Identification of Experimentally Induced Colitis by in Vitro Nuclear Magnetic Resonance.
The present study determined whether in vitro nuclear magnetic resonance could be used to assess experimentally induced colitis in rats. Acute colitis was induced in 6 Sprague-Dawley rats by acetic acid enema, while 6 control animals received saline enemas. All animals were sacrificed 24 hours post-enema, and NMR relaxation times, T1 and T2, of colonic samples were determined on a 10 MHz spin analyzer (RADX, Houston, TX). Colonic water content was determined on the same samples by desiccation. Colitis animals showed significantly higher T1 and T2 relaxation times and tissue water content than controls. T1 and T2 times correlated significantly with tissue water content. Twelve additional animals were studied histologically, six of which received acetic acid enemas and showed extensive transmural colitis. Our results suggest that in vivo proton NMR might be a useful means of non-invasively assessing the degree of colonic inflammation.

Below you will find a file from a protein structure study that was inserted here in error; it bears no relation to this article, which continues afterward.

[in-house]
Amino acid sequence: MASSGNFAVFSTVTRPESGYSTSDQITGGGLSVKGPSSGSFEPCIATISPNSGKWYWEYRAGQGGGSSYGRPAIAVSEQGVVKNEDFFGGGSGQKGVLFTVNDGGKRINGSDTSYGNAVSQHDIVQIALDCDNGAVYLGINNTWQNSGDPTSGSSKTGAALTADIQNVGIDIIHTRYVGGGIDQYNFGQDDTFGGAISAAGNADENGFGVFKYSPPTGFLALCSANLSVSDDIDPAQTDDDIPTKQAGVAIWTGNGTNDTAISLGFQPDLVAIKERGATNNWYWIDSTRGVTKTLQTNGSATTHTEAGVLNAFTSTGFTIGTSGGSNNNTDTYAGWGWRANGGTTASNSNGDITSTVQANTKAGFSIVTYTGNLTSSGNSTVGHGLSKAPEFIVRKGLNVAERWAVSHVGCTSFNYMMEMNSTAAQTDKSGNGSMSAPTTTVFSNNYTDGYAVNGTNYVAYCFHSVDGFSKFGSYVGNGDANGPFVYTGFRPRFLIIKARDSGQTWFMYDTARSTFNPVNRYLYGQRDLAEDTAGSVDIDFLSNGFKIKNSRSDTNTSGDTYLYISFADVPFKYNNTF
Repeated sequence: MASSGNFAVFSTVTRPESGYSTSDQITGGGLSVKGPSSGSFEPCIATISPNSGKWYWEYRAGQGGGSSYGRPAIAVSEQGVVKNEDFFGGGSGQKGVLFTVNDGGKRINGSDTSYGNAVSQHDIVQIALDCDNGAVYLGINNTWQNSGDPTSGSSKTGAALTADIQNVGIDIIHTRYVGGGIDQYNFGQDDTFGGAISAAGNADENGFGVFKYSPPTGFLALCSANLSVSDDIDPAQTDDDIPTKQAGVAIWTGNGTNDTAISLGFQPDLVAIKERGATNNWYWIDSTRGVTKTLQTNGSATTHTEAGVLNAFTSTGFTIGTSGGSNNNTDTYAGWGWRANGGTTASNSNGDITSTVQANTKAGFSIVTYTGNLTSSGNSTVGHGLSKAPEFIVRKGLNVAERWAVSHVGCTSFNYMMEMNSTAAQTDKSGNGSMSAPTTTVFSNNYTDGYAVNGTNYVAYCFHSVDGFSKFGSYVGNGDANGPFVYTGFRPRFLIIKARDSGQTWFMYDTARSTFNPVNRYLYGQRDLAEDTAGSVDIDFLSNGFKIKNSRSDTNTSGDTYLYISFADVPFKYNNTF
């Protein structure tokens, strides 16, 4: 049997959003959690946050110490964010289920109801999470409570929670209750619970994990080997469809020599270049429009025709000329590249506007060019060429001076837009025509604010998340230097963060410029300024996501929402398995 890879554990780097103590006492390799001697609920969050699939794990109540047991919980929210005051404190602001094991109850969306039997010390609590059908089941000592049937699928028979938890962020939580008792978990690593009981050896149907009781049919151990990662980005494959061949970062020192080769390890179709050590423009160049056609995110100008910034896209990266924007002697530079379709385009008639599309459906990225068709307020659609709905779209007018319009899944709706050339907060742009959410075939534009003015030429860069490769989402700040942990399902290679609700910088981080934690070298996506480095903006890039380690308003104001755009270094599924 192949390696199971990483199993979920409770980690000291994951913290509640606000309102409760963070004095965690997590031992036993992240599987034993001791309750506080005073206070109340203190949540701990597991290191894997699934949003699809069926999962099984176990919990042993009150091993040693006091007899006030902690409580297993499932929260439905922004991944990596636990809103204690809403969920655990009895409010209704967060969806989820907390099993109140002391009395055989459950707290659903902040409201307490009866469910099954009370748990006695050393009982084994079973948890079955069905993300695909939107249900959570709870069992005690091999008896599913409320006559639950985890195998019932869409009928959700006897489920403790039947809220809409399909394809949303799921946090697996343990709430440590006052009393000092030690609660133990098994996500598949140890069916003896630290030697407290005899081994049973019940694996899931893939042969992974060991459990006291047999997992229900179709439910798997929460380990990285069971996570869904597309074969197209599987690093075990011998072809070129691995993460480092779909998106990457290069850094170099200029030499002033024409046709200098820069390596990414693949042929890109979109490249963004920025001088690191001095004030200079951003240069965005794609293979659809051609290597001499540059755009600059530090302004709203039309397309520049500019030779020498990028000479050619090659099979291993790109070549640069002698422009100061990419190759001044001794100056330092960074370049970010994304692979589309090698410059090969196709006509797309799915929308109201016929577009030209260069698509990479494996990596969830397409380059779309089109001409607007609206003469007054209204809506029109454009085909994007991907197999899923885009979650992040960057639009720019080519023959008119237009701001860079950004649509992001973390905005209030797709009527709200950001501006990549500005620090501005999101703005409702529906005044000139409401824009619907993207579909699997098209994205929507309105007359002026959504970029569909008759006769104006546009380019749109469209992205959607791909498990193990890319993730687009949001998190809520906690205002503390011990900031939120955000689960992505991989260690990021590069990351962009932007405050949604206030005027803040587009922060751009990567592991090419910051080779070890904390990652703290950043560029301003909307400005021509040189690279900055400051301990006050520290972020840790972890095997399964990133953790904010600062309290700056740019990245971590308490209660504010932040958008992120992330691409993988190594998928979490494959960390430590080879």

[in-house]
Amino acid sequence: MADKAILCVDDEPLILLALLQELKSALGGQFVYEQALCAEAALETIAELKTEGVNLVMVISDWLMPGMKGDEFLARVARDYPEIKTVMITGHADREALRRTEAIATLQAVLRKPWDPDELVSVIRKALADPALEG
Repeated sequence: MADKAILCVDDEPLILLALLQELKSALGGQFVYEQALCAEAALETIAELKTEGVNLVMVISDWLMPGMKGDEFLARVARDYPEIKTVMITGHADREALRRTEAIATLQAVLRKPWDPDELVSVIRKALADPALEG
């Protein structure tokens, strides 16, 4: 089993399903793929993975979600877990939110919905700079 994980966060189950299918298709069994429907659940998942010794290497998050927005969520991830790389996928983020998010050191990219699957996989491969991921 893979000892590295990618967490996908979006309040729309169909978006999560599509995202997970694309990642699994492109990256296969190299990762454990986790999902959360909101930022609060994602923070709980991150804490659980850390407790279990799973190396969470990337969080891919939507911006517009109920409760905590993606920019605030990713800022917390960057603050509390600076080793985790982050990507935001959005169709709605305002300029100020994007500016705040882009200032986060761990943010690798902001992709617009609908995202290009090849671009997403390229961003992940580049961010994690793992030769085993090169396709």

Published In/Presented At
Rolandelli, R. H., Saul, S. H., Settle, R. G., Jacobs, D. O., Singer, R. L., Wolf, G. L., & Rombeau, J. L. (1985). Identification of experimentally induced colitis by in vitro nuclear magnetic resonance. Physiological Chemistry And Physics And Medical NMR, 17(2), 197-203.
Other Medical Specialties | Surgery
Department of Surgery, Department of Surgery Faculty